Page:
This is outdated thinking, as open access has evolved and many of the world’s top ranked journals now have open access options. Publishing groundbreaking scientific findings in open access journals can lead to higher citations, maximize readership, and re-use of published work.
Some top ranked open access journals include MMWR Recommendations and Reports, Morbidity and Mortality Weekly Report, World Psychiatry, The Lancet Public Health and more. With that said, it’s also important that metrics such as Impact Factors and Journal Rank factors need to be taken in context – there are no perfect ranking systems, which is especially important to consider as more ranking systems are invented regularly.
Open access can increase the global reach of research, make work more inclusive, improve public engagement and fulfil funder mandates. Discover more about academic publishing workflows, models and processes by checking out our resources and training:
Increase your journal impact masterclass - https://www.youtube.com/watch?v=T4sTGdnk_J0
Journal marketing – covering the basics masterclass - https://www.youtube.com/watch?v=JS5BIN4yYx8
Demystify author article workflow masterclass - https://www.youtube.com/watch?v=QL9f5MY68Gg
Further reading – sources to learn more about open access:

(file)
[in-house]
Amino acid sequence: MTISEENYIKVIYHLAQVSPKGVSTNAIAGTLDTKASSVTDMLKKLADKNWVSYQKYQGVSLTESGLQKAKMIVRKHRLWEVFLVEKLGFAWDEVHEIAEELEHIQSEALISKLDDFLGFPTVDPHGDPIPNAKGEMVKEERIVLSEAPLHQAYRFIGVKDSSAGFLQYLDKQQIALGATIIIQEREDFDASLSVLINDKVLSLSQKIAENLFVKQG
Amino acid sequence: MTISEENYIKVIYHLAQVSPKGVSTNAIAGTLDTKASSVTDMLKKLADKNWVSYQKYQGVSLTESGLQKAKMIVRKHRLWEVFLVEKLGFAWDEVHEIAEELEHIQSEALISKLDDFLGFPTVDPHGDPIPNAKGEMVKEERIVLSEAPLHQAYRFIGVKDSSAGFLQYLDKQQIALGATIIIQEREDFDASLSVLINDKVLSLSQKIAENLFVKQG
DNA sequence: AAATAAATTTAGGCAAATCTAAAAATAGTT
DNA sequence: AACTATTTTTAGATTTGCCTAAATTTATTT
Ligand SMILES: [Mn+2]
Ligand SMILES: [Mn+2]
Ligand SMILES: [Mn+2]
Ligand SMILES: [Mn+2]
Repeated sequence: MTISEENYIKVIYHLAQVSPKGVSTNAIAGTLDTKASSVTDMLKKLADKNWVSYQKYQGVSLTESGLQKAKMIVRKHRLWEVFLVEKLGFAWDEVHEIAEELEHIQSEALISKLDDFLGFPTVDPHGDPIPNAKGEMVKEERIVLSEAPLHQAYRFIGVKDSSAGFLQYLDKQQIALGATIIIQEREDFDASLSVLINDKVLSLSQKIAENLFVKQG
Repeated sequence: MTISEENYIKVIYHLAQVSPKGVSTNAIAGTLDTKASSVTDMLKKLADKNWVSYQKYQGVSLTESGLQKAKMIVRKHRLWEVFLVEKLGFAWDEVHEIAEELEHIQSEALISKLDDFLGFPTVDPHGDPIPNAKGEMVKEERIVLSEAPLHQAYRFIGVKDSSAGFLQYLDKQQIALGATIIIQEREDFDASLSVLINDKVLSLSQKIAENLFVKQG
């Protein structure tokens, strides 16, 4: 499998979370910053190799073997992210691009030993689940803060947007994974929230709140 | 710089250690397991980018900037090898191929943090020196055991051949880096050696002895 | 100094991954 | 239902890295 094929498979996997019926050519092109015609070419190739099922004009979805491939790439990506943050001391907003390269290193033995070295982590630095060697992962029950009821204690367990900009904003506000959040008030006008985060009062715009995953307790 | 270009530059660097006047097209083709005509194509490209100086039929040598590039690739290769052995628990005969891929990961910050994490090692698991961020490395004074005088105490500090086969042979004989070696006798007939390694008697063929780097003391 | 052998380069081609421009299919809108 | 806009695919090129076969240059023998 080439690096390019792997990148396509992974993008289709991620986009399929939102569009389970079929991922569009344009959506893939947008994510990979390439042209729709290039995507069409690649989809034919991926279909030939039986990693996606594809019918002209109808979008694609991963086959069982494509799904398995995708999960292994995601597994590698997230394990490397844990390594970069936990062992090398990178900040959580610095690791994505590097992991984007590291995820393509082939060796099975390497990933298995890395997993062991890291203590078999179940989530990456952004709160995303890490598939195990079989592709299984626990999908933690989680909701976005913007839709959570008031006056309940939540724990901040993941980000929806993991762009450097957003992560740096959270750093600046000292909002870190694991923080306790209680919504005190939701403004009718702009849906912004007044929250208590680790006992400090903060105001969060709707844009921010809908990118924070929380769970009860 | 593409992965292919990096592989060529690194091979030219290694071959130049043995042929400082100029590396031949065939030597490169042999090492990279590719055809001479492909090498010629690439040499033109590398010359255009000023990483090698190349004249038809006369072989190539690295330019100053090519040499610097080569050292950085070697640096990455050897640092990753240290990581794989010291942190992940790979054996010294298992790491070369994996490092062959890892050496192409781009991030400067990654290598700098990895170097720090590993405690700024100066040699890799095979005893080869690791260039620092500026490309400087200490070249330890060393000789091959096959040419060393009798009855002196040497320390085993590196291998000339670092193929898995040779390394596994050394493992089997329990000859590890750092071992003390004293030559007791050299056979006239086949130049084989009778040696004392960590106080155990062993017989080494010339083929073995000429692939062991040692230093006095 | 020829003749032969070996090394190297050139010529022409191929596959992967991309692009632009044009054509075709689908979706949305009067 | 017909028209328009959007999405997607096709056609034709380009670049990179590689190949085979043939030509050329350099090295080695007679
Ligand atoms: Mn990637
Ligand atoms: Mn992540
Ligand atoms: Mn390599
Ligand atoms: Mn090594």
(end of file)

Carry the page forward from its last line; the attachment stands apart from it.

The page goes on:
1. TOME Stakeholder Value Assessment - Association of American Universities (AAU), Association of Research Libraries (ARL) and Association of University Presses (AUPresses), 2023 2. open access Journals Toolkit. - The open access Scholarly Publishing Association (OASPA) and DOAJ (Directory of Open Access Journals), 2023 3. Open access at a crossroads: library publishing and bibliodiversity – Lai Ma, Jane Buggle, Marie O’Neill, UKSG Insights, 2023 4. Cambridge University Press drops fees for low-income countries – Jack Grove, Times Higher Education, 2023 5. A free toolkit to foster open access agreements – Alicia Wise, Lorraine Estelle, UKSG Insights, 2022 6. Open access monographs: myths, truths and implications in the wake of UKRI open access policy - Judith Fathallah, 2022 7. The Cost to Publish TOME Monographs: A Preliminary Report - Nancy Maron, Kimberly Schmelzinger, 2022 8. The MIT Press open monograph model: direct to open – Raym Crow, 2021 9. University presses and the impact of COVID-19 – Charles Watkinson, Learned Publishing, 2021 10. Discipline-specific open access publishing practices and barriers to change: an evidence-based review - Severin A, Egger M, Eve MP and Hürlimann D, 2020 11. COPIM – Revenue models for open access monographs 2020 – Izabella Penier, Martin Paul Eve, Tom Grady, 2020 12. The state of open monographs: an analysis of the open access monograph landscape and its integration into the digital scholarly network – Digital Science, 2019 13. The Future of Open Access Books: Findings from a Global Survey of Academic Book Authors - Ros Pyne, Christina Emery, Mithu Lucraft, and Anna Sophia Pinck, 2019 14. Towards a Roadmap for Open Access Monographs - Knowledge Exchange, 2019 15. A landscape study on open access and monographs: policies, funding and publishing in eight European countries – Knowledge Exchange, 2017 16. Open access publishing models and how OA can work in the Humanities – Martin Paul Eve, 2017 17. Cost estimates of an open access mandate for monographs in the UK's third Research Excellence Framework - Martin Paul Eve , Kitty Inglis, David Prosser, Lara Speicher, Graham Stone, UKSG Insights, 2017 18. Changing publishing ecologies: a landscape study of new university presses and academic-led publishing – Janneke Adema, Graham Stone, Chris Keene, Jisc